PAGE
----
One Social Worker’s Friday

Ah, it’s almost Summer! Here is how my fine day went [please hold cheers and weeping until the author is finished]:
Surrendering to the inevitable, I took my lazy, pre-geezer bladder to the hall bathroom. It was 5:40 AM, the alarm got to sleep until 6:00AM (grrr). While I was anticipating being pounds lighter and years younger my cellphone made the unmistakable tinkering of a call. Who’s THIS?! [Oh, I was on-call, so I kinda knew…darn.] At 5:46AM the On-Call Nurse called me for a patient at St. David’s Hospital South Austin who wished to revoke: they were firing us instead of the other way around. It happens. O-kay. So, shaved and showered and headed downtown into Austin IH-35 traffic, which to be honest, wasn’t all that horrid at 6:15AM.
Got to the Emergency Room and the hospital Social Worker came right out to take me in to the patient’s family to sign revocation papers, except…which form EXACTLY. I wasn’t sure. Neither was the On-Call RN, nor the hospital SW, nor even the SW at the other hospice to which our family was transferring to. So, they signed both forms. O-kay. The family was dumping us because the On-Call Nurse on the telephone from over 30 miles away couldn’t presciently assess the patient at her home to tell her the EXACT dosage of the EXACT medication to treat the pain. Apparently, there’s a belief that nurses have ESP and all pain meds should INSTANTLY take away pain. Nope, doesn’t work that way. So wished them well at their new hospice where they knew there’d be better pain management and ‘stronger stuff (drugs).’ Uh-huh.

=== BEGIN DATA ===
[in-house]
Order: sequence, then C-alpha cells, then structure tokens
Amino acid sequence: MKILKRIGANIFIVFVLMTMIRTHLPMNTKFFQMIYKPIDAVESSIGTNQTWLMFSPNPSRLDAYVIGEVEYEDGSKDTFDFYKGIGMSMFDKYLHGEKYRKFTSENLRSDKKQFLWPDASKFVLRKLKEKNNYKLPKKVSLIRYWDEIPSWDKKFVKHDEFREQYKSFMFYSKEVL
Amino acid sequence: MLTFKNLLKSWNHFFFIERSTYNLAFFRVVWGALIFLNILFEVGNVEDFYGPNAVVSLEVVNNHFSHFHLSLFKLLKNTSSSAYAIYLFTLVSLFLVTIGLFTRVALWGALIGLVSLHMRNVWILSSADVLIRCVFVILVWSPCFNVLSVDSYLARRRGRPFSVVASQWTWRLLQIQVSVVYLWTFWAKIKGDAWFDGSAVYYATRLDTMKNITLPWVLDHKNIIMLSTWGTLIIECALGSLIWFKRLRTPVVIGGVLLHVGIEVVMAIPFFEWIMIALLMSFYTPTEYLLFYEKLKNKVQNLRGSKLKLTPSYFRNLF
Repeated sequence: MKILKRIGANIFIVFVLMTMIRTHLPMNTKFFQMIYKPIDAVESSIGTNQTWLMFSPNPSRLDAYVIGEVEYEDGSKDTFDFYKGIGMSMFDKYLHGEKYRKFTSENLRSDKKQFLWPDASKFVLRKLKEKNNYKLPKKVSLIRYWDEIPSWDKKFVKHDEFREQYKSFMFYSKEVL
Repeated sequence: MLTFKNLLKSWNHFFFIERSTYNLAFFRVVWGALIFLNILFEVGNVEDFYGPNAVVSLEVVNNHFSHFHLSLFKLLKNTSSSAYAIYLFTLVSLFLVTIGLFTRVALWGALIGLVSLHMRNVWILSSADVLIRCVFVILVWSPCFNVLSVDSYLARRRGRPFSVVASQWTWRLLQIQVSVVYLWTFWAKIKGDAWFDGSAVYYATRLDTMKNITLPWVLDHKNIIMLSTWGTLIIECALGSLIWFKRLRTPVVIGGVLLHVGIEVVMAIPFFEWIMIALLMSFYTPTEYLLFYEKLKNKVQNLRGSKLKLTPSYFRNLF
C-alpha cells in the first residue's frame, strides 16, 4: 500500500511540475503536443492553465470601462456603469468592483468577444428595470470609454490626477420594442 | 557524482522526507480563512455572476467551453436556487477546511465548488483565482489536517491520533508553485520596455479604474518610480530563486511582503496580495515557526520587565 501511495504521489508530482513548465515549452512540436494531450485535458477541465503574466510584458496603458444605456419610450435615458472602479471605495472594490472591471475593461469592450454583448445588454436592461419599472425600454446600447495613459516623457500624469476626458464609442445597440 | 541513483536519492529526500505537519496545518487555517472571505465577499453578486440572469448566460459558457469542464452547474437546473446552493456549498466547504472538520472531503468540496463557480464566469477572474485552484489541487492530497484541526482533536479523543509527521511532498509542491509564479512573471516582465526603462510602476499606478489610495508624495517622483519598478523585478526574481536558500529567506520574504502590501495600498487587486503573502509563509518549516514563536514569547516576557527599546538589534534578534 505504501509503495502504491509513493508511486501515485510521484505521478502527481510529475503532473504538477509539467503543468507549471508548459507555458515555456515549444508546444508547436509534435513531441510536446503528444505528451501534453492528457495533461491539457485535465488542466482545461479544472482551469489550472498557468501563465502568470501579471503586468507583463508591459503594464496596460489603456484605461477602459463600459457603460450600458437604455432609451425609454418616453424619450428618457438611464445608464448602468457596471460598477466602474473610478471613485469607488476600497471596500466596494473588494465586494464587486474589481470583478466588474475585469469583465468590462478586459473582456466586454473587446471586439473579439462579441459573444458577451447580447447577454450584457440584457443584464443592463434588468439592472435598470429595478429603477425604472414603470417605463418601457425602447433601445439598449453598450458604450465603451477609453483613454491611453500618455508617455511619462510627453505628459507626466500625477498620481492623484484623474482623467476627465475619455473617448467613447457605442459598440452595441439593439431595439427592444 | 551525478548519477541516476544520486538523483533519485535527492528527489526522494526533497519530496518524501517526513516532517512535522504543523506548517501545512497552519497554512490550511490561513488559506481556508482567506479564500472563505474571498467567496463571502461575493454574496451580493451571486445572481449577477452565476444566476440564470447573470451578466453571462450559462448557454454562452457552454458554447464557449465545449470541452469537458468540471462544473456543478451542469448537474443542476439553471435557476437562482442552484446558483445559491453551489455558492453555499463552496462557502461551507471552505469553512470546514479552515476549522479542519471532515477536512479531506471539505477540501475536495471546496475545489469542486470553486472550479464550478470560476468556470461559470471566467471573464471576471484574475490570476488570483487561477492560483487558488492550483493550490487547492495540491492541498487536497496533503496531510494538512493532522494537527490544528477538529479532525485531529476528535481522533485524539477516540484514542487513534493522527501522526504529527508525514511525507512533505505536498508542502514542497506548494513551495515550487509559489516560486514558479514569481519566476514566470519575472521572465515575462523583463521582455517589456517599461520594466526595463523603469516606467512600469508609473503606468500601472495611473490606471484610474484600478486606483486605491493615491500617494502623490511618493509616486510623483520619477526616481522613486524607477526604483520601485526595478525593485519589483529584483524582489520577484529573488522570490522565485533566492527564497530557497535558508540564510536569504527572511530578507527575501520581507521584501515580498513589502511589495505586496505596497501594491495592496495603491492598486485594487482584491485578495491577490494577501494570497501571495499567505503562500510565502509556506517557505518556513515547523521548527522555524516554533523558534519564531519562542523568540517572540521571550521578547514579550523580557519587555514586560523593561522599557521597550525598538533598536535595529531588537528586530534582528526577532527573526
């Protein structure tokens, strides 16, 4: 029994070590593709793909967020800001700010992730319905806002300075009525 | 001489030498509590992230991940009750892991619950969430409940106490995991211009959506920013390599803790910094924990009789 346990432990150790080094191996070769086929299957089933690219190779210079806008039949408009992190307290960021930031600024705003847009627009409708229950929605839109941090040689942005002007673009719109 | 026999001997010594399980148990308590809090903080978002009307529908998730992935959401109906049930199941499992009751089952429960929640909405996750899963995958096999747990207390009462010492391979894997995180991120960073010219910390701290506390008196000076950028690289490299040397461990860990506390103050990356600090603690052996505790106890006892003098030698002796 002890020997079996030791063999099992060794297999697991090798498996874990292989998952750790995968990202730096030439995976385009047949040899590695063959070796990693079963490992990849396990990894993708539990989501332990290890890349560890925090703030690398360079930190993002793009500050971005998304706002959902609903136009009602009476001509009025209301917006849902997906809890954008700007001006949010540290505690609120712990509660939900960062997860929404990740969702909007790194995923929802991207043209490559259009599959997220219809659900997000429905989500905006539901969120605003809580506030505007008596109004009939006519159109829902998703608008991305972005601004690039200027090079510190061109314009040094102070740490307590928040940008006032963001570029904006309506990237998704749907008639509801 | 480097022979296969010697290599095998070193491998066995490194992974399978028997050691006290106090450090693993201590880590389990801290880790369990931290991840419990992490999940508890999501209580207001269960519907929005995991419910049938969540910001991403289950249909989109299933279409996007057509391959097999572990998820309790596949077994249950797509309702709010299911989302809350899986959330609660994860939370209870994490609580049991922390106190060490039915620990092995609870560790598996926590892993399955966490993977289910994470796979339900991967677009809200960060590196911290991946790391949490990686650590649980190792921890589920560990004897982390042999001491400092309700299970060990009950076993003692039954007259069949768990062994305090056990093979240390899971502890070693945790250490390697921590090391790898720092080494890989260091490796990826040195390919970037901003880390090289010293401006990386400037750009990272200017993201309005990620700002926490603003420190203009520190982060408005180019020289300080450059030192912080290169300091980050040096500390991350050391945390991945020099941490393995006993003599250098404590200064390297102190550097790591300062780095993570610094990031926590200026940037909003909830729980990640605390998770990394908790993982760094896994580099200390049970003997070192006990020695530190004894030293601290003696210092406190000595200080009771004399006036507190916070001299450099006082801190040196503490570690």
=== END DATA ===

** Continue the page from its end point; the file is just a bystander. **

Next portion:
Went to Office, handed in paperwork and prepped for my day. At 7:10AM. I guess I’ll get breakfast later….
Got to first client 215 minutes later, placed (read: dumped) in a facility because the 60-something could no longer take care of her 100-something mother. Actually, all things considered, a wise move for the nice very old lady. Sigh….
Then across town to a new patient for an initial assessment. Got my tablet, my briefcase, and then checked to see if my cellphone was secure. And then checked if my keys were ok. Yes. There they were safe and secure…in the cup…in the cup holder…inside my just securely locked car. Yes, I did say pre-geezer earlier—watch your mouth! Anyway, got to the visit first. It went fine. Nice lady. Bad disease.
Got outside and called AAA. They said someone on the way and “thanks for your years of business.” They were welcome at 12:30PM. They said someone should be there by 1:30PM. Fine. Walked down the street to the top of the hill to flag down the truck when the guy got here. Street signs suggest more than indicate addresses. Stood under the tree because the 85-degree Sun wasn’t being nice. 1PM. 1:15PM. No problem: under promise, over deliver. Called AAA back at 1:35PM. They said the guy was looking for you. Uh huh. Gave more directions. While waiting, Brandi, from the facility, who asked the strange man why he was lurking about twenty minutes earlier, brought me a cup of ice water. WOW! Thanks, Brandi! Walked down the hill to try and meet the truck after watching several other truck vehicles pass by and no AAA. 1:46PM a tow truck rounded the street and the guy asked, ‘looking for me?’ He drove me up to the car while he finished his McD lunch. Looking for me? Uh huh.